Paper by Philip Cash, Elies Dekoninck, and Saeema Ahmed-Kristensen
Distributed design teams are commonplace, with globalisation, where parts of the value chain are offshored or outsourced. Today, as a result of the COVID-19 pandemic, non-co-located design teams are everywhere.
Shared understanding is central to a design team’s performance and to the success of distributed development projects. While current literature describes general relationships between team interaction and the development of shared understanding, it is not known if or how dynamic patterns in team processes impact this. Using a comparative study, we describe dynamic process patterns that influence the relationship between collaborative design work and shared understanding development. We propose two major patterns that impact shared understanding development: taskwork-teamwork interdependency and inter-action heartbeat, and describe how what we term cross-level pattern alignment moderates their effect. We propose a conceptual model that integrates these insights and provides testable propositions. As such, this work has significant implications for both design researchers and practitioners.
This paper explored how dynamic patterns in team processes impact the development of shared understanding during design work. Based on an exploratory, in-depth comparative study we develop novel theoretical propositions that suggest how dynamic patterns in team processes can have a substantial moderating effect on the development of shared understanding in design. First, we propose a pattern of ‘taskwork-teamwork interdependency’. Second, we characterise a rhythmic ‘inter-action heartbeat’ pattern. We describe how both of these patterns appear to moderate the relationship between collaborative design work and the development of shared understanding. Third, we propose that ‘cross-level pattern alignment’ between these two patterns moderates their effect. Finally, we show how this cross-level alignment is supported by linked team coordination and representation action. We synthesise these insights into a conceptual model and propositions with implications for design process theory, as well as design practitioners. Importantly, our results begin to question the general assumption for shared understanding development that ‘more is better’ with respect to teamwork, team coordination, and knowledge sharing. Rather, we show that the dynamic patterns in team processes identified in this work critically impact the relationship between collaborative design work and shared understanding development.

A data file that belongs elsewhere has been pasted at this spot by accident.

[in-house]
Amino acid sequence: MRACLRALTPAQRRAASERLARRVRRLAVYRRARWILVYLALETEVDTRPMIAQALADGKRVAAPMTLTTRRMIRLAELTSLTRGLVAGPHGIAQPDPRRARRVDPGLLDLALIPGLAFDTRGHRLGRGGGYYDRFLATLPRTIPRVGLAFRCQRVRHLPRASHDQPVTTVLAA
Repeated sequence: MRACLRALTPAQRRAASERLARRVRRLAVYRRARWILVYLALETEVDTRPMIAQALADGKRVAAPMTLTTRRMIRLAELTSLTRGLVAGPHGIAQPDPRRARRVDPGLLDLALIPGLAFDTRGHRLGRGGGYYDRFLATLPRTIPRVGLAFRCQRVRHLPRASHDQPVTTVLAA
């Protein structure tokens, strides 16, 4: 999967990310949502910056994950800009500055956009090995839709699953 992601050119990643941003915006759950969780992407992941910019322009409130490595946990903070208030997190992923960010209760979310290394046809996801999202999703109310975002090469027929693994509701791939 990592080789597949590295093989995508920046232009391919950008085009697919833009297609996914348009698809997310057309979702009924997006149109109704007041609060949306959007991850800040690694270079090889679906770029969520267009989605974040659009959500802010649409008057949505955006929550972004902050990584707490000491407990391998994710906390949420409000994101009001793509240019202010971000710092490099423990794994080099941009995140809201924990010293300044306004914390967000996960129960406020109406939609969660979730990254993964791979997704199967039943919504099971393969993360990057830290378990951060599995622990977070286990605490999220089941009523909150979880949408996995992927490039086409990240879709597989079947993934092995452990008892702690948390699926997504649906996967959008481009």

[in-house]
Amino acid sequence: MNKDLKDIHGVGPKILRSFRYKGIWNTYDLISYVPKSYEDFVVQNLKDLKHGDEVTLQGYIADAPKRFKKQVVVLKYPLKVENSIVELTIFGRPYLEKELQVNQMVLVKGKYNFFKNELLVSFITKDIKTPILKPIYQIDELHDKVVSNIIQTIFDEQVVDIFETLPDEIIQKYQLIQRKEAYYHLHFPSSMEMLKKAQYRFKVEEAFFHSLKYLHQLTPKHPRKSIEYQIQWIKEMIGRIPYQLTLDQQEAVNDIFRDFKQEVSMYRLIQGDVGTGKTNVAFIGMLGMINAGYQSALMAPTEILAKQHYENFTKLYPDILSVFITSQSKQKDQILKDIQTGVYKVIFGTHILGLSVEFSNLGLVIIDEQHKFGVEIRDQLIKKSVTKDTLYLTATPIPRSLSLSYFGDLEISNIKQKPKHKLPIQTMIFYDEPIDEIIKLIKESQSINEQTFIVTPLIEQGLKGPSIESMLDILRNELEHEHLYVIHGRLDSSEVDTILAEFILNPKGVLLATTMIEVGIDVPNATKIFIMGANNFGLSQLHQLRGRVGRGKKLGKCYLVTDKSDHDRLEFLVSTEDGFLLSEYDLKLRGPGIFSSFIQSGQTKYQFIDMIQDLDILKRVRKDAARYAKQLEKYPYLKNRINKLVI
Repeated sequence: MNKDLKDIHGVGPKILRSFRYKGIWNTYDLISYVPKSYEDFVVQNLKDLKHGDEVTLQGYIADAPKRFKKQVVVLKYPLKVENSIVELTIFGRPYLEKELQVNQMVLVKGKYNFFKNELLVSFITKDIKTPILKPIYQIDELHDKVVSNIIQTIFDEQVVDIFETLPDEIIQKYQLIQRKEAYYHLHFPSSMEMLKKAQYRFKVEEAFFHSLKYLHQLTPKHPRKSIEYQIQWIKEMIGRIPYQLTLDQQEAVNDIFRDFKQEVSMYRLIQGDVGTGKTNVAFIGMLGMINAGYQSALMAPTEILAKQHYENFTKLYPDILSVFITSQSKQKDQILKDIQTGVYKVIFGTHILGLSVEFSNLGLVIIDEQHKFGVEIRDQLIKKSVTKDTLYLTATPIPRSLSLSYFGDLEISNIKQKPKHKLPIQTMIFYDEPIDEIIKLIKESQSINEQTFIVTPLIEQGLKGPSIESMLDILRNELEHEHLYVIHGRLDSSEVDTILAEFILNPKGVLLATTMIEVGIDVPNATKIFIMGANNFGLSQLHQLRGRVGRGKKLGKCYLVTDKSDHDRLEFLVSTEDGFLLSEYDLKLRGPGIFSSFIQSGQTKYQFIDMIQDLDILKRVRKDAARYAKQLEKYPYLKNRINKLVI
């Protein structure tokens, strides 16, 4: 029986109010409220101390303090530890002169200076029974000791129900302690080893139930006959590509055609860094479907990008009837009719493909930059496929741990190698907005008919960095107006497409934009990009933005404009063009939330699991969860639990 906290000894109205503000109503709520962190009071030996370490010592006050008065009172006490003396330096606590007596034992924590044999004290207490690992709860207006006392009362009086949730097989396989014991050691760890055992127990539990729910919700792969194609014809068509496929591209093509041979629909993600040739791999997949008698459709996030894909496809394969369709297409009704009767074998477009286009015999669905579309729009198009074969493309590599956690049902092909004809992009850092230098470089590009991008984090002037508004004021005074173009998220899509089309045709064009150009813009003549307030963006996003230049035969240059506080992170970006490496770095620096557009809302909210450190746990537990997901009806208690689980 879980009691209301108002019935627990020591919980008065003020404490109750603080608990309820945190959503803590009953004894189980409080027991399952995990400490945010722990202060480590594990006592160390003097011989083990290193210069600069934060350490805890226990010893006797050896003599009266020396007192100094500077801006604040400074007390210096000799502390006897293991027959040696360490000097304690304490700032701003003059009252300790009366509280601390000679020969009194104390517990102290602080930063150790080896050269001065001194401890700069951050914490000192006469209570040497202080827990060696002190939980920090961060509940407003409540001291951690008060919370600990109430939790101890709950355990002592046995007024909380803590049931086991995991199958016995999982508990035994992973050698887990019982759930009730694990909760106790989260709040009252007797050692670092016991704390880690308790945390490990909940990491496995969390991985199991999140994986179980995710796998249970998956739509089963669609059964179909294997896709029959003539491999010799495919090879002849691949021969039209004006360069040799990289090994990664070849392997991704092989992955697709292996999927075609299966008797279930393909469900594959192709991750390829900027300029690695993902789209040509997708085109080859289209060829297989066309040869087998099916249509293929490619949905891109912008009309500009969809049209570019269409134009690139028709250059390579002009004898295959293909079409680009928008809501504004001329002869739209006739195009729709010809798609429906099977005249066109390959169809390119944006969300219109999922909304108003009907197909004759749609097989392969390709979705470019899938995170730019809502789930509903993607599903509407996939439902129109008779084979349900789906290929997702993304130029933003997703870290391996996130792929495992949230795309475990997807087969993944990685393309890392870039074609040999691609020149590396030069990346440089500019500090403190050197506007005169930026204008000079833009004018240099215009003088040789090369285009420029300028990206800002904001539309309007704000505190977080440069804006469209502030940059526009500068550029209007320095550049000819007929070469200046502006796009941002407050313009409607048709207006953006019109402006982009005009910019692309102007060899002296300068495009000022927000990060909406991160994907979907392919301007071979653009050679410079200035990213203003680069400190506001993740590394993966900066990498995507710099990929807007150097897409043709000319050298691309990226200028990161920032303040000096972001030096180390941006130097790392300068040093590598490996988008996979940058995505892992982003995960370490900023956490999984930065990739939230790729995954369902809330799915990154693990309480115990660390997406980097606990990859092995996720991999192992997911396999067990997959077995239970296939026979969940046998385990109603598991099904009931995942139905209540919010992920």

In terms of practice, our findings offer three actionable insights. First, design teams should be encouraged to draw up meta-models that link their product and process (e.g. diagrams which link the output from their taskwork and teamwork via mindmaps or cause-effect chains). Such meta-models should be used to deliberately manage progression between teamwork and taskwork related topics of discussion. Second, design teams should be encouraged to deliberately structure their combination of information, knowledge sharing and representation actions, following a ‘heartbeat’ where actions are distinctly separated, and time is allowed for reflection, particularly at transition points between taskwork and teamwork. Teams should maintain a focus on a single aspect of the design work coupled with a single main action, resolving aspects of the problem/solution one at a time. Finally, while team coordination is generally important, its effectiveness is dependent on its position in the process and its representational support. Design teams should be encouraged to focus coordination effort at transition points between taskwork and teamwork, and to support this with representation e.g. by drawing and expanding a meta-model that captures the interface between product and process.